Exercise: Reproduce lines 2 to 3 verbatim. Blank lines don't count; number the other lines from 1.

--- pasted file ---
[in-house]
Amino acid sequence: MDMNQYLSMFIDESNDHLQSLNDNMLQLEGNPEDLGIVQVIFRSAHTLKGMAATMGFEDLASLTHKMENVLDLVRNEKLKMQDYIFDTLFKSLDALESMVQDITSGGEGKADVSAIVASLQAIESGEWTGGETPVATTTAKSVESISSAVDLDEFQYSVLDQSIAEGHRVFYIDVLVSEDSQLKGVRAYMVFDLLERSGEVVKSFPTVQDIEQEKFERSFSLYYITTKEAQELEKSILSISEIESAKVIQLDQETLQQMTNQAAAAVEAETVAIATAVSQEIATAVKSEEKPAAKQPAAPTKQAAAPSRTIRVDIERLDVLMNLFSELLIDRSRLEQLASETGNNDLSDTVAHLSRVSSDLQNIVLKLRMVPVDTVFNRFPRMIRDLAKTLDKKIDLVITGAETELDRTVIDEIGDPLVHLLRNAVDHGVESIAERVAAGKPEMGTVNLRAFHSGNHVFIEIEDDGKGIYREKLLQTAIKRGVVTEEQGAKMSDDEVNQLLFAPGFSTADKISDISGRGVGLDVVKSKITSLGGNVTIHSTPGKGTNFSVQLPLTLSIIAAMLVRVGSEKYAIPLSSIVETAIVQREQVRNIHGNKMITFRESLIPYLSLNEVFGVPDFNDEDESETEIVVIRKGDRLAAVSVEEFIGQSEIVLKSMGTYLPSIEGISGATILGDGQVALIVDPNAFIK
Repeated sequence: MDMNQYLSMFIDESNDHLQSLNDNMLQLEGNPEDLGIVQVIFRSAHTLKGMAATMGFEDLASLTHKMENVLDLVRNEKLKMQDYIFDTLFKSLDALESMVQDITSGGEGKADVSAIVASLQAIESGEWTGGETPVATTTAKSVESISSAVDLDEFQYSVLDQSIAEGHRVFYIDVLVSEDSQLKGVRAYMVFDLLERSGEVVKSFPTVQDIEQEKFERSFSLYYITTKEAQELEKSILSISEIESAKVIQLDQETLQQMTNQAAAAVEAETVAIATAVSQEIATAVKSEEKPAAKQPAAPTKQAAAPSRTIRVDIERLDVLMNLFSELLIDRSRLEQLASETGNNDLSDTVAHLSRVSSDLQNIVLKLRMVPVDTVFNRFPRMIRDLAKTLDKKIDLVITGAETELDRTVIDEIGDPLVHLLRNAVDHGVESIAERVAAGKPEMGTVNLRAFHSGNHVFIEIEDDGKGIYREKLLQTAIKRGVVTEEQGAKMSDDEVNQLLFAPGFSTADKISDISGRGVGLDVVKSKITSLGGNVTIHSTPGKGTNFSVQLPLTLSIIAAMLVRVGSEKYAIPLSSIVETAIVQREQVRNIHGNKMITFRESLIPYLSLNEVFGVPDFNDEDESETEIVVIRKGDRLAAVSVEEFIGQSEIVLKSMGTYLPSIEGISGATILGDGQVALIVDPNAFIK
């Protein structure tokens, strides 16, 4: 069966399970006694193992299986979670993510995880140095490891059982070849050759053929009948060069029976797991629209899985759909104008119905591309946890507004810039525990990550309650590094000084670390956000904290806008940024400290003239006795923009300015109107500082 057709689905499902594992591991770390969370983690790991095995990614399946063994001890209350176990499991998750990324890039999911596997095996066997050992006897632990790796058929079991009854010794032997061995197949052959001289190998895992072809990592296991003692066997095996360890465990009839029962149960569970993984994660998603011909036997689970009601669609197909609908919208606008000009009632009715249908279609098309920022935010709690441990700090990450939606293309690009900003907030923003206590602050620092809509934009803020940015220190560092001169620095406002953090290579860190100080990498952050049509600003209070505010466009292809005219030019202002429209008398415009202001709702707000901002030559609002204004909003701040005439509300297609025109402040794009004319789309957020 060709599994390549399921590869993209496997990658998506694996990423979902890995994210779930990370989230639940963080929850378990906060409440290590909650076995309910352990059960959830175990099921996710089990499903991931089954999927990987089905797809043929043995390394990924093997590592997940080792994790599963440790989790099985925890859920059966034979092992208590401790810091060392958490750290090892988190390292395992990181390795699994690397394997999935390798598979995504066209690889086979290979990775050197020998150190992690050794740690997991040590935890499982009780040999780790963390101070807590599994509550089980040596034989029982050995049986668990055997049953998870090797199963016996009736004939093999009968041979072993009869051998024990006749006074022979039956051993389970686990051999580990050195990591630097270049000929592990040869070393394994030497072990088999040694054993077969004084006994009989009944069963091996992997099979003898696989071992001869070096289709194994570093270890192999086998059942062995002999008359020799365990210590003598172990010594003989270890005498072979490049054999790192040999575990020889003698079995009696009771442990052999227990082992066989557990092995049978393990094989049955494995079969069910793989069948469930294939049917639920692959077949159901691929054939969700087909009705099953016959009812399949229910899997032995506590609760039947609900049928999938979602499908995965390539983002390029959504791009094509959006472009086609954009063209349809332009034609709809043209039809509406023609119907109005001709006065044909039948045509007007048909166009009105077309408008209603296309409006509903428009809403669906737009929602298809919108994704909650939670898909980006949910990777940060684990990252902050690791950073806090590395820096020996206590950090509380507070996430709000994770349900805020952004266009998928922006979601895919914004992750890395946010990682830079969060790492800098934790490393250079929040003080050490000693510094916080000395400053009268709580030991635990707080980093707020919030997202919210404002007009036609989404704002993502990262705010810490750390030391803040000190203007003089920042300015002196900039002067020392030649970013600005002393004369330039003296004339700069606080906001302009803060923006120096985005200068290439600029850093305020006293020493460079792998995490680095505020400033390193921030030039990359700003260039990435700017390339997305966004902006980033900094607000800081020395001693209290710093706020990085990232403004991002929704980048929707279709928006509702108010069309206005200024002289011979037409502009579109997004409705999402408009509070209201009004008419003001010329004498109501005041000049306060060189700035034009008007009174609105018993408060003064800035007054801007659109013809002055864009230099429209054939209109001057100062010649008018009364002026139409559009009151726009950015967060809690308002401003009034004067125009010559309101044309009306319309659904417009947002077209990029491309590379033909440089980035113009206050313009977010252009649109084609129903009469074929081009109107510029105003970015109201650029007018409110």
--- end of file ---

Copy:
Amino acid sequence: MDMNQYLSMFIDESNDHLQSLNDNMLQLEGNPEDLGIVQVIFRSAHTLKGMAATMGFEDLASLTHKMENVLDLVRNEKLKMQDYIFDTLFKSLDALESMVQDITSGGEGKADVSAIVASLQAIESGEWTGGETPVATTTAKSVESISSAVDLDEFQYSVLDQSIAEGHRVFYIDVLVSEDSQLKGVRAYMVFDLLERSGEVVKSFPTVQDIEQEKFERSFSLYYITTKEAQELEKSILSISEIESAKVIQLDQETLQQMTNQAAAAVEAETVAIATAVSQEIATAVKSEEKPAAKQPAAPTKQAAAPSRTIRVDIERLDVLMNLFSELLIDRSRLEQLASETGNNDLSDTVAHLSRVSSDLQNIVLKLRMVPVDTVFNRFPRMIRDLAKTLDKKIDLVITGAETELDRTVIDEIGDPLVHLLRNAVDHGVESIAERVAAGKPEMGTVNLRAFHSGNHVFIEIEDDGKGIYREKLLQTAIKRGVVTEEQGAKMSDDEVNQLLFAPGFSTADKISDISGRGVGLDVVKSKITSLGGNVTIHSTPGKGTNFSVQLPLTLSIIAAMLVRVGSEKYAIPLSSIVETAIVQREQVRNIHGNKMITFRESLIPYLSLNEVFGVPDFNDEDESETEIVVIRKGDRLAAVSVEEFIGQSEIVLKSMGTYLPSIEGISGATILGDGQVALIVDPNAFIK
Repeated sequence: MDMNQYLSMFIDESNDHLQSLNDNMLQLEGNPEDLGIVQVIFRSAHTLKGMAATMGFEDLASLTHKMENVLDLVRNEKLKMQDYIFDTLFKSLDALESMVQDITSGGEGKADVSAIVASLQAIESGEWTGGETPVATTTAKSVESISSAVDLDEFQYSVLDQSIAEGHRVFYIDVLVSEDSQLKGVRAYMVFDLLERSGEVVKSFPTVQDIEQEKFERSFSLYYITTKEAQELEKSILSISEIESAKVIQLDQETLQQMTNQAAAAVEAETVAIATAVSQEIATAVKSEEKPAAKQPAAPTKQAAAPSRTIRVDIERLDVLMNLFSELLIDRSRLEQLASETGNNDLSDTVAHLSRVSSDLQNIVLKLRMVPVDTVFNRFPRMIRDLAKTLDKKIDLVITGAETELDRTVIDEIGDPLVHLLRNAVDHGVESIAERVAAGKPEMGTVNLRAFHSGNHVFIEIEDDGKGIYREKLLQTAIKRGVVTEEQGAKMSDDEVNQLLFAPGFSTADKISDISGRGVGLDVVKSKITSLGGNVTIHSTPGKGTNFSVQLPLTLSIIAAMLVRVGSEKYAIPLSSIVETAIVQREQVRNIHGNKMITFRESLIPYLSLNEVFGVPDFNDEDESETEIVVIRKGDRLAAVSVEEFIGQSEIVLKSMGTYLPSIEGISGATILGDGQVALIVDPNAFIK